Subject matter is presented holistically through four global themes, each representing one of the Four Sacred Mountains of the Navajo and its corresponding cardinal direction--HEALTH: EAST (Mt. Blanca): LIVING THINGS: SOUTH (Mt. Taylor): FAMILY & COMMUNITY: WEST (San Francisco Peaks): EARTH & SKY: NORTH (Hesperus Peak). Each global theme is designed to be presented over a period of about nine weeks.

Four thematic units have been developed for each global theme. Each thematic unit includes a goal, objectives, key vocabulary, and suggested activities. Objectives are correlated with the Arizona State Standards, and suggested activities are cross-referenced with the unit objectives.

The following is a sample thematic unit from the global theme family and community:

Global Theme: Family & Community Global Goal: To develop an awareness of self and to perpetuate the Navajo language, culture, and traditions relative to family, friends, and community.
Thematic Unit: SELF (Shí)
Thematic Goal: To develop an awareness of self. Táá hó ádaa ákozdínóodziil
Objectives: The students will:
  1. Demonstrate respect for themselves, classmates, and others
  2. Identify who they are by their two clan affiliations (maternal & paternal)
  3. Identify Diné cultural values
  4. Identify the parts of a cradle-board and explain its purpose
  5. Identify the five senses
  6. Identify the location of their home
Suggested Activities (correlated with objectives):
  1. Perform student duties (1, 3)
  2. Make clan charts; introduce yourself (1, 2, 3, 6)
  3. Make a family tree with pictures (2)
  4. Make a model cradle-board (3, 4)
  5. Draw a self-portrait and label body parts (1, 5)
  6. Sing "Shí Naashá" (1, 3)
  7. Make "Me" books (1, 2, 3, 5, 6)
  8. Discuss and graph likes and dislikes (1, 5)
Subject matter is taught in an integrated manner. For example, the following Suggested Activity, Visit local hogans; keep a sketch book of types, integrates four subject areas:
  1. STATE LANGUAGE ARTS STANDARD 2: Communicate by drawing, telling, or writing.
  2. DISTRICT SOCIAL STUDIES STANDARD 10: Identify home, local neighborhood, and school.
  3. STATE MATH STANDARD 2: Collect, organize, and describe simple data.
  4. STATE VISUAL ARTS STANDARD 1: Students know and apply the arts disciplines, techniques, and processes to communicate in original or interpretive work.
Figure 1 below illustrates how the various unit activities can be used to teach multiple subjects in an integrated fashion.

Figure 1. Sample web showing unit activities (FUSD, 2000)

Cultural Center

In the summer of 1998, two individuals were hired by the FUSD, each of whom play a very different but significant role in the future of Leupp Public School: Mrs. Amy Begay and Mr. Larry Bramblett. Begay, a Title VII-funded Bilingual Resource Teacher, is responsible for implementing the new Diné immersion curriculum at Leupp. In addition, she serves as the Navajo language teacher trainer, materials developer, and program specialist. Bramblett, on the other hand, was hired as the new superintendent of FUSD. Bramblett was impressed with the Navajo Immersion Program. He was also convinced that Navajo children can succeed in school if expectations are high and equal opportunities are provided. Within a year, Leupp Public School received a make-over. A green lawn and a sign chiseled out of adobe now greets visitors in front, and crushed red rock and juniper trees landscape the exterior. In the spring of 1999, Principal Joan Gilmore was replaced by Louise Scott, Leupp Public School's second Navajo principal. Scott shares Gilmore's commitment to preserve the Navajo language and culture and brings with her several years of experience with Navajo transitional, dual language, and immersion programs.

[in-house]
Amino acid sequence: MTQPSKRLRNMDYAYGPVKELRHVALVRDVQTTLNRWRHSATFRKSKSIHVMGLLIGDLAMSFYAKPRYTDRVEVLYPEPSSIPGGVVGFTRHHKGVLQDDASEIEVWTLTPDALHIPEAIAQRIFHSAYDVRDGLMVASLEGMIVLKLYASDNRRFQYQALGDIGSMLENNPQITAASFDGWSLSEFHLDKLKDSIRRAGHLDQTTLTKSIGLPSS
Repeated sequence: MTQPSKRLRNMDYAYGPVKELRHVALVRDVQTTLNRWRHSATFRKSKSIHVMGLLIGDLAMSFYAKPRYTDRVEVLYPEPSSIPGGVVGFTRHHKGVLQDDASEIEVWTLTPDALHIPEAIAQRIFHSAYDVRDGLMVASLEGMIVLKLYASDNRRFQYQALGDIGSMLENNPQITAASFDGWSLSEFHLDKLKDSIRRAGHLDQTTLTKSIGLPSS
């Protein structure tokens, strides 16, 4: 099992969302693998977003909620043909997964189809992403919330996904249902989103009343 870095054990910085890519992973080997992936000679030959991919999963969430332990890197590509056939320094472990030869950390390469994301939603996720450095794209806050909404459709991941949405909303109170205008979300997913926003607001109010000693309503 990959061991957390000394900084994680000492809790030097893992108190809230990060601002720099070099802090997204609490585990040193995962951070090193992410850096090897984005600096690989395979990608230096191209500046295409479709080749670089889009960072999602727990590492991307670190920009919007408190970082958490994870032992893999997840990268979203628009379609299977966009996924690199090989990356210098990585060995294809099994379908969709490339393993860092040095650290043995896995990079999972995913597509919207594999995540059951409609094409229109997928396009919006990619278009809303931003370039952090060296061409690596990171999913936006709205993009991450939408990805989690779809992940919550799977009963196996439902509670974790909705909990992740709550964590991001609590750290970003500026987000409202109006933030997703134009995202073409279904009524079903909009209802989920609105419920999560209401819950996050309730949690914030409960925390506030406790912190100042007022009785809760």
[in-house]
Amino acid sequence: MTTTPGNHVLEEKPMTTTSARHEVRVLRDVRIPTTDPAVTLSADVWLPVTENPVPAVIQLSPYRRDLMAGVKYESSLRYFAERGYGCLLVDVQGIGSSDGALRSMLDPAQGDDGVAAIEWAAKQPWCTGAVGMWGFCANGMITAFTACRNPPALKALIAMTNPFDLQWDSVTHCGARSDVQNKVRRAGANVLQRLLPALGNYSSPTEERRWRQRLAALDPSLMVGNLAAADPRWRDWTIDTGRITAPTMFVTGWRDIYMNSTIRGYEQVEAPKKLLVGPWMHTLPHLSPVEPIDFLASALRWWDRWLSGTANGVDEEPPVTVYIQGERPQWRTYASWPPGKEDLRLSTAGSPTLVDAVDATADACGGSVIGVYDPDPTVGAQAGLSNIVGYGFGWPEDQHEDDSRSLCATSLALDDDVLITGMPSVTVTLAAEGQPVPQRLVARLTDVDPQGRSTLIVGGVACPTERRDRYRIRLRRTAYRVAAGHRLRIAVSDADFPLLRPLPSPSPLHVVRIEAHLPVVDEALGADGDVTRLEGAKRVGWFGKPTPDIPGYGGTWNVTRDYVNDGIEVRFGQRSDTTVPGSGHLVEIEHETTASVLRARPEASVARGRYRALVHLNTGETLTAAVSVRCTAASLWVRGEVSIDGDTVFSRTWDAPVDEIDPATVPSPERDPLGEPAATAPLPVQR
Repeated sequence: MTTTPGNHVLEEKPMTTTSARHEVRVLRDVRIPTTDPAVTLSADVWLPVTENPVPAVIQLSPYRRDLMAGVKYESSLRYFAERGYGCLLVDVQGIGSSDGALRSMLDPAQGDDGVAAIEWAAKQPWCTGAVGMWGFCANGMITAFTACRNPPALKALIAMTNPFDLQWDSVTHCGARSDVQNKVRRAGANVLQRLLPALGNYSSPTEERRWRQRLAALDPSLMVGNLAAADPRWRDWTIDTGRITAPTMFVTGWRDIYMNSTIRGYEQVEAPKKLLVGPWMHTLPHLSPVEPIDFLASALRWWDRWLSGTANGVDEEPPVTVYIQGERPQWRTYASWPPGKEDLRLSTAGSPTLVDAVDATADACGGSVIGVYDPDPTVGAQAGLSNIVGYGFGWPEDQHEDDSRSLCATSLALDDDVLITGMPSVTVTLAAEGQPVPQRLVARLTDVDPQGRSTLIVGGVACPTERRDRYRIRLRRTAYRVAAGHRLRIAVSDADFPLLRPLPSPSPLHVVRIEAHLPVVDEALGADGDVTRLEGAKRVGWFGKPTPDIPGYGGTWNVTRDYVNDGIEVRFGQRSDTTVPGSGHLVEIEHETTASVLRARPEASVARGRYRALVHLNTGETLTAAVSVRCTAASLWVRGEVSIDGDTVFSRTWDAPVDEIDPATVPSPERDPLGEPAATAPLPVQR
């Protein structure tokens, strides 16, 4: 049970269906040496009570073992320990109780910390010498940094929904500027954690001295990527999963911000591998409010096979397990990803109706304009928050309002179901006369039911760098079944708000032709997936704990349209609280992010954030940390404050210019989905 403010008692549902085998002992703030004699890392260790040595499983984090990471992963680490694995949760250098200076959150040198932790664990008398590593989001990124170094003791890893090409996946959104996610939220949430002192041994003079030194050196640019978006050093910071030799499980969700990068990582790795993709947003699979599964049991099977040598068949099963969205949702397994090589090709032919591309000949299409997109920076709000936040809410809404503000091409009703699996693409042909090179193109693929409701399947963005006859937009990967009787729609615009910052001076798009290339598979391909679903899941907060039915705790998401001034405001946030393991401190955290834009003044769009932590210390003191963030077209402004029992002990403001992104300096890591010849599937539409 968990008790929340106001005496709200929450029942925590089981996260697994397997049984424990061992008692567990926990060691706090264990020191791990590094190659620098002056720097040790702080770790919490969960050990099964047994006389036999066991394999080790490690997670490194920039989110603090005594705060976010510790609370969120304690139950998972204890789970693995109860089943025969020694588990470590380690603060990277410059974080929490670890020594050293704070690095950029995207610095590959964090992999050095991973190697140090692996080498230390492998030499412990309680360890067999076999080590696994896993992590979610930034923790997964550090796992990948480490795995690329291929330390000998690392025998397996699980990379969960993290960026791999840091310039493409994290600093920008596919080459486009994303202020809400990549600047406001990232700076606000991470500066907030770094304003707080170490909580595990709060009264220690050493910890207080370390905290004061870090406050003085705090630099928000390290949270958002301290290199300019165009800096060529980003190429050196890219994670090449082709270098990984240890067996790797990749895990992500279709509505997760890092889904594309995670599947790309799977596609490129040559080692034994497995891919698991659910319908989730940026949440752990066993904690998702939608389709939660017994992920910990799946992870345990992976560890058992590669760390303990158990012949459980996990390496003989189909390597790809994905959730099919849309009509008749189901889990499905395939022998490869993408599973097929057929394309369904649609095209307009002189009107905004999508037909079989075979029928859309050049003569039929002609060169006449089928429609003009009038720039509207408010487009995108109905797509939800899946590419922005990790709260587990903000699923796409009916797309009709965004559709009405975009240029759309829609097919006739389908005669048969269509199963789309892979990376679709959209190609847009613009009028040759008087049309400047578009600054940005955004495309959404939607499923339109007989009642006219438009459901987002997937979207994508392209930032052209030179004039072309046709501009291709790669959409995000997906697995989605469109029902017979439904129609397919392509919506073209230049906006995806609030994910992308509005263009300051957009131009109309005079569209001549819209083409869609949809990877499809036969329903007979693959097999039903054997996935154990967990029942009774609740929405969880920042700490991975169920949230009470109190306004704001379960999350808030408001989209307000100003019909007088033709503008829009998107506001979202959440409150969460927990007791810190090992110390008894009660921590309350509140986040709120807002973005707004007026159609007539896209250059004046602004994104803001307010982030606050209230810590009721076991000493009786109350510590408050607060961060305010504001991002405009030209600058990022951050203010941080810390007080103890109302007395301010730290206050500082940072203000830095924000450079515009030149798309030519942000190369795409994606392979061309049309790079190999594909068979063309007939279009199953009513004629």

In the fall of 1999, Scott presented Superintendent Bramblett with a proposal to create a Navajo Cultural Center to be constructed on the grounds of Leupp Public School. FUSD committed $30,000 to the project. The purpose of the center is to provide students with an educational experience that integrates academic subjects, vocational skills, and Navajo culture with traditional arts, crafts, dance, music, and storytelling. The Cultural Center will serve four functions:

  1. Student Learning Center and Learning Lab
  2. Community Learning Center
  3. Global Resource Center
  4. Cultural Arts Center
The Cultural Center will include an 800 square foot hogan, shadehouses, a male sweatlodge, a female sweatlodge, a garden, and a sheep corral and will facilitate a variety of activities, such as:
  1. Navajo language and culture classes
  2. Cultural and Historical Museum (of Leupp and the Navajo Reservation) designed, developed, and operated by Leupp students
  3. Community meetings and workshops
  4. Integrated thematic/academic projects